Sometimes I wonder how I’ve gone from the kid who loved to bring the hose into the sandbox and make mud pies to the adult who reads this passage and says, “Yuck!”
It’s not the family unity that turns me off; it’s the “precious oil on the head, running down upon the beard, on the beard of Aaron, running down on the collar of his robes.” For crying out loud, get me a towel!
Yet this description is intended to deepen spiritual appreciation of the truth of “How very good and pleasant it is when kindred live together in unity.” This psalm, one of fifteen “Psalms of Ascent” (120-134), was likely sung by religious pilgrims as they made their way up to Zion, Jerusalem, the holy city. The faithful recall the priesthood established (See Exodus 28 and 29.) and the ordination ritual of sacred oil poured on the consecrated priest: a moment of great solemnity and great joy. The oil is fragrant and soothing as the unity of kindred can be.
And the oil is precious as unity is precious—as in, “not found as often as we’d like.” This is especially true of the kindred unity the psalm praises. I recently saw a meme that read: “The business advertised they’d treat me like family. I didn’t shop there.” The phrase church family is one I avoid for just that reason; the word family is weighted with meaning, not all of it “good and pleasant.”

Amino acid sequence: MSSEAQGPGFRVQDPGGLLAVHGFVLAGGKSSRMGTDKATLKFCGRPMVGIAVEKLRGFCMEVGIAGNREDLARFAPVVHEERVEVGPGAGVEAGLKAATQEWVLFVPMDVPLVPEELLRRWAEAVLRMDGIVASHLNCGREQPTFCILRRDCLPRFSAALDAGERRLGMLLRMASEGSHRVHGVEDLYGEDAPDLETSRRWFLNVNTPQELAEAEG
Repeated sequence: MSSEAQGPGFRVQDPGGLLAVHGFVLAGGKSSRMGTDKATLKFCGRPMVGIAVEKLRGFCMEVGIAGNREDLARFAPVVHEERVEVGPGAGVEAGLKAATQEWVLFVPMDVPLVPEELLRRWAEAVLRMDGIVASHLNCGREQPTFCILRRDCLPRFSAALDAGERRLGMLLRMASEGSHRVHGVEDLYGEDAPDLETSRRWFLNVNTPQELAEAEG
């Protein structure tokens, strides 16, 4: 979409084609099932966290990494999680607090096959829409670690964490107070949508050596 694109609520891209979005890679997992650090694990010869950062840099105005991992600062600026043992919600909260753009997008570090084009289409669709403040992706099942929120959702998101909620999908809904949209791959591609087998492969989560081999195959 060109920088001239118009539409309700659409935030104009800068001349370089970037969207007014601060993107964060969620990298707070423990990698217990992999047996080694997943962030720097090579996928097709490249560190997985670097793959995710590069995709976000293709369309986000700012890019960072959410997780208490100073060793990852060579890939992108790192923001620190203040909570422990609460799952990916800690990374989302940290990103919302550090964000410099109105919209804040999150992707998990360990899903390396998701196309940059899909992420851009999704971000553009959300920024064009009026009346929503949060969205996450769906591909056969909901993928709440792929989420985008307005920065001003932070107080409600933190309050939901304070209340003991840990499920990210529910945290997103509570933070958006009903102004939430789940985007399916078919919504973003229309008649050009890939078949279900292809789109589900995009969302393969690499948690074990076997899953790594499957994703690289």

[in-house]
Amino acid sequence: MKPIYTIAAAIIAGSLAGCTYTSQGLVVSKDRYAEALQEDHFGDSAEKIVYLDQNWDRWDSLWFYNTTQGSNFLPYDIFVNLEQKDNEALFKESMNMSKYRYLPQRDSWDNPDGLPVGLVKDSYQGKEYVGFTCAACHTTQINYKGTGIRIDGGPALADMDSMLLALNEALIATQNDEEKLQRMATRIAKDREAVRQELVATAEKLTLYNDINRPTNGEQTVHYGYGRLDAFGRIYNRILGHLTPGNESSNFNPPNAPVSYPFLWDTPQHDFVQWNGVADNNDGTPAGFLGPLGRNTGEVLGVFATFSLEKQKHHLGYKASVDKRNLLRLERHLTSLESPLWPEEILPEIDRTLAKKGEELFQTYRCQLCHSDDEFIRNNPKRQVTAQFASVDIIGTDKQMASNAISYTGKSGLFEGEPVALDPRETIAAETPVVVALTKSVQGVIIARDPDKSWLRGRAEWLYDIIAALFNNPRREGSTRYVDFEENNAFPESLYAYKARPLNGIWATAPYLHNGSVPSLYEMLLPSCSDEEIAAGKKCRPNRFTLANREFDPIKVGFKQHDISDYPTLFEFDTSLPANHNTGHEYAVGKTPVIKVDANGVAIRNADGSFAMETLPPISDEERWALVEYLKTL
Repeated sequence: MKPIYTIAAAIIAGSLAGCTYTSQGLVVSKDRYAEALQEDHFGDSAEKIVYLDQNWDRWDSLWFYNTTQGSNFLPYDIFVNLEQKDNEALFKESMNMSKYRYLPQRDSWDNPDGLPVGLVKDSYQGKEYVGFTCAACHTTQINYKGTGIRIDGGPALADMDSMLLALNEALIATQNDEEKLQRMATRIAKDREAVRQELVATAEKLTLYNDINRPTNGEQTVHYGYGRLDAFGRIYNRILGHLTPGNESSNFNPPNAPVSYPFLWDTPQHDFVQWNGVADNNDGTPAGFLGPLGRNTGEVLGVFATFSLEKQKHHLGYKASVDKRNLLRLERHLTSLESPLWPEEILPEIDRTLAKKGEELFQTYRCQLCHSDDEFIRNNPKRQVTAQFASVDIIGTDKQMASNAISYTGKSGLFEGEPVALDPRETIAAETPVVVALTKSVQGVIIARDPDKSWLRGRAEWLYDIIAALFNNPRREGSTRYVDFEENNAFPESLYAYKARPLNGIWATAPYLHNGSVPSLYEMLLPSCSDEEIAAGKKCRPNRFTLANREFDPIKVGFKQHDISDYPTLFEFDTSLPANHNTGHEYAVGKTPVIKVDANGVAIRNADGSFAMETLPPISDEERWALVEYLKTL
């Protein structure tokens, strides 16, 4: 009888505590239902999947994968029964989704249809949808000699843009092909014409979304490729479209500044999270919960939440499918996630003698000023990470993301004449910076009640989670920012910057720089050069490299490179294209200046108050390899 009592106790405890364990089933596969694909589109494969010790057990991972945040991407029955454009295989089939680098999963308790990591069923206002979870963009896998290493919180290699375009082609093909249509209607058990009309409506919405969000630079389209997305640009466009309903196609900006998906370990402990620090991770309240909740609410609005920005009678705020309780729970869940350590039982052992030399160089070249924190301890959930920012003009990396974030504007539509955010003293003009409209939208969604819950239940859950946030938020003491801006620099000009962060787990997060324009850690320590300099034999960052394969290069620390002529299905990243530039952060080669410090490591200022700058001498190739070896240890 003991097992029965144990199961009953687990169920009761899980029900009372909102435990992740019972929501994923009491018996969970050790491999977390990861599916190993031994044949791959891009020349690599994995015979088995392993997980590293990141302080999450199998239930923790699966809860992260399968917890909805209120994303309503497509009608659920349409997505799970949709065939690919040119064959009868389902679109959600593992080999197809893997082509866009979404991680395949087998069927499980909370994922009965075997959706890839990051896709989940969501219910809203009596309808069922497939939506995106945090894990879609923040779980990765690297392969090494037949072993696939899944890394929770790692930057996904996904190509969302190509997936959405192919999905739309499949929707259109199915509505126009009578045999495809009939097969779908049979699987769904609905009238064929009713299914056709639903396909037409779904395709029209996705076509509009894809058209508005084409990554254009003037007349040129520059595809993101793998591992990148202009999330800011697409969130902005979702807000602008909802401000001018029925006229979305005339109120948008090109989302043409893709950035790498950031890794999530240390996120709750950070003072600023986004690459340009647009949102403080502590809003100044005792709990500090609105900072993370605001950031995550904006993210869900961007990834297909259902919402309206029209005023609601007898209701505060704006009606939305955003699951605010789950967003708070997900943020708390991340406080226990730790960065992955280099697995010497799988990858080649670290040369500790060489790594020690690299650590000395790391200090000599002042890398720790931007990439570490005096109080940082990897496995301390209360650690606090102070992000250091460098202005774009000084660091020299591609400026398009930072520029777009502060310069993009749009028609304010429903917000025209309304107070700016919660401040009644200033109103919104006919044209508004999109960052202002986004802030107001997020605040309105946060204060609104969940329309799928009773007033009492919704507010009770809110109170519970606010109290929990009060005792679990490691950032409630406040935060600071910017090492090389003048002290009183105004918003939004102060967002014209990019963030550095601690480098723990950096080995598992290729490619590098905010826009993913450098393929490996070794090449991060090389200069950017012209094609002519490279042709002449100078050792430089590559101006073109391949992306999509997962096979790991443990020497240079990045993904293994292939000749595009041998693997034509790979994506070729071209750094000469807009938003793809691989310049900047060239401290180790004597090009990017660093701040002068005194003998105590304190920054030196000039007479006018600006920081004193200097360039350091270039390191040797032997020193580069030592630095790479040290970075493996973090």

Nonetheless, the psalmist’s words are aspirational, and we should not give up on the vision or the metaphor. My aversion to an oil-soaked collar is tempered by the thought that oil sticks to you. Hmmm . . . isn’t that just what God wants—unity that sticks?
Forget the towel! Give me that oil, kindred unity, and the Lord’s blessing of “life forevermore.”
Lord of refreshment, bathe us in the fragrant oil of your reconciling love, that our unity may draw the world to Christ by the power of the Holy Spirit; One God, forever and ever. Amen.
Easter promises us the possibility of new life in Christ, but what should that life look like? Scripture makes clear that one sign of union with God is unity with each other. How wonderful it is, the psalmist says, when there is peace among brothers and sisters. Unity and peace do not mean simply the lack of conflict but proactive care for one another. The Christians in Acts lived out this care in a practical way by giving of their material means to help one another. John in his epistle tells us that this fellowship is ultimately modeled on the fellowship we share with God and Christ, while in his Gospel, John teaches that belief in Jesus the Messiah is what binds us all together in this new life.
Read Acts 4:32-35. In what ways does your Christian community extend generosity to those within and those beyond the community?
Read Psalm 133. How do you experience God’s extravagant love for you? What is your response to this love?
Read 1 John 1:1–2:2. What experience of Christ have you “heard . . . seen . . . looked at . . . touched”? How do you share your experience of the risen Christ with others?
Read John 20:19-31. How do you relate to Thomas’s desire for tangible proof of the Resurrection?
Respond by posting a prayer.
I join many of those who will pray for you as you seek to discern what you are called to be at this moment. May God grant you the courage to fulfill that calling. May we all open our eyes and see the misery, open our ears and hear the cries of God’s people, and, like God through the Lord Jesus Christ, be incarnate amongst them.”
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